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a 3000 en for 20 mins ride .... a healthy young man wearing speciall clothes pulling a car along the bamboo grooves road......... well when i just think of it 3000en or 30 dollars are agood price for that honerable man doing this job. if you are ready to pay, i think its fun...
for me i just asked him for a photo and he didnt mind
Written Apr 20, 2011
By no means I do not mean that you can go everywhere and see all this city only by foot. But being more of a traditional city and not such industrial center Kyoto is very nice city to see by foot. Just have you good sandals with you as we had and no problems :)
Written Feb 9, 2010
If bicycle is not a good option for you, then you need to use metro and bus combinations to reach your destination in Kyoto. Traffica Kyo Card is available from Kyoto City Transport vendors and subway & bus vending machines in either 1000 JPY or 3000 JPY denominations. A 1000 JPY card provides 1100 JPY worth of travel and a 3000 JPY card 3300 JPY on and Kyoto Subway and Kyoto City Bus route. When you make transfers from metro to bus or vice versa, you get fare reductions. Ticket prices are deducted as you pass the ticket through the station entrance gates and bus card readers. Remaining credit is printed on the back of the card.
Written Sep 27, 2009
If you use the city bus or the subway several times in Kyoto City, it is best to buy the Sightseeing Card because it is cheaper.
The Sightseeing card is 1,200 Yen (one day card) and 2,000 yen for the two-days card. You can use this card either in the bus or in the sub-way.
Written Dec 7, 2008
The Sightseeing card allows you to use the Kyoto City Bus, Kyoto Bus and Kyoto subway line as many times as you want. It is very usefully and I recommend you purchase one. You will need it to see all the sights in Kyoto.
The card cost Y1 200 for one day and Y 2 000 for two days. You can purchase the card outside the main entrance of Kyoto Train Station by the bus stop.
Written Oct 6, 2007
To avoid the hassle of trying to predetermine your fare, correct change and waiting in line, you can purchase a one day or two day unlimited tourist pass for use of Kyoto bus and Kyoto subway system. Of course, the use of bus line is limited to certain city areas only.
Worth considering if you are using both systems often and rather not worry too much trying to read the Japanese sign boards
1,200 yen (adult), 600 yen (children) - 1 day pass
2,000 yen (adult), 1,000 yen *(children) - 2 days pass
Written Sep 11, 2006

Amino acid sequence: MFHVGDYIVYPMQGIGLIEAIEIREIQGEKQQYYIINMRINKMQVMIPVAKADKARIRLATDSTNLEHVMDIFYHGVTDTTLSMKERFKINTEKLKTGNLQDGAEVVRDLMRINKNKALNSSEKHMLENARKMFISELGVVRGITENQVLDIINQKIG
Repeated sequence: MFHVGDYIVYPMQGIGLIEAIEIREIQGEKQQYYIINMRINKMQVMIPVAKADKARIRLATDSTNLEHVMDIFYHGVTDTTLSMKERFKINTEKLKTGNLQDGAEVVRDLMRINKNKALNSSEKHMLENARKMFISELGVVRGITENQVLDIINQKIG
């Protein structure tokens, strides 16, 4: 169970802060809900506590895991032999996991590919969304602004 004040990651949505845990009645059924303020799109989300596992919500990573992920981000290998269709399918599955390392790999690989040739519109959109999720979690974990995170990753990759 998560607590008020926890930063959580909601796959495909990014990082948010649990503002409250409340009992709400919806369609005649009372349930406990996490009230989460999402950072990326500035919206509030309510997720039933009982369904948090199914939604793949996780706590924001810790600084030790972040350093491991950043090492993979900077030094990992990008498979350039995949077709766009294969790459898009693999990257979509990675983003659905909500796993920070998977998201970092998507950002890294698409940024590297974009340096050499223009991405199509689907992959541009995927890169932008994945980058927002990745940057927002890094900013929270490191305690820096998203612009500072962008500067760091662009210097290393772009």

At JR Kyoto station, you can find almost everything. Hope this list is helpful.
1. Kyoto Tourist Information
- go to Level 9 of Isetan Departmental Store for information and maps.
- get a Walking Guide map here for lovely walks aound shrines and Philosopher's Walk
- make all arrangements for onward journeys as soon as you arrive and book your seats
- this is especially true for non-smoking section of train which is always full
- Lots of cafes and restaurants around the station and in Isetan (Level 10)
Written Dec 11, 2005
Already shared a few of my insights of getting to Kyoto... so all that's left to show you in this transportation tip, is this photo was taken at the point that I arrived. When I took the photo I was a bit apprehensive as I was really missing the 'friend' that I had left in Tokyo and at this point all I wanted to do was get on the next train back.... I'm pleased that I stuck it out and remained here for at least a little bit.
Updated Nov 15, 2004
From Tokyo more than 100 super express shinkansen trains (we called the Bullet Train) leave daily, (3 to 4 hrs) for about 135 USD one way
there are buses and subway line.
taxis around the city starts from 6 USD
Written Oct 23, 2004
Fly to Osaka and catch a bus from the airport. Clean, quiet 30 minute ride.
It's a good city to bicycle. You can rent bicycles at a place at the southern exit of Kyoto Station--the information desk can give you a map to the place. Although it is crowded, the people don't seem to be bothered by having bicycles on their heels. It is also an easy city to navigate by yourself. It is the only city in Japan that is laid out in grids. That is because it was a planned city built specifically for the Emperor.
Updated Aug 12, 2004
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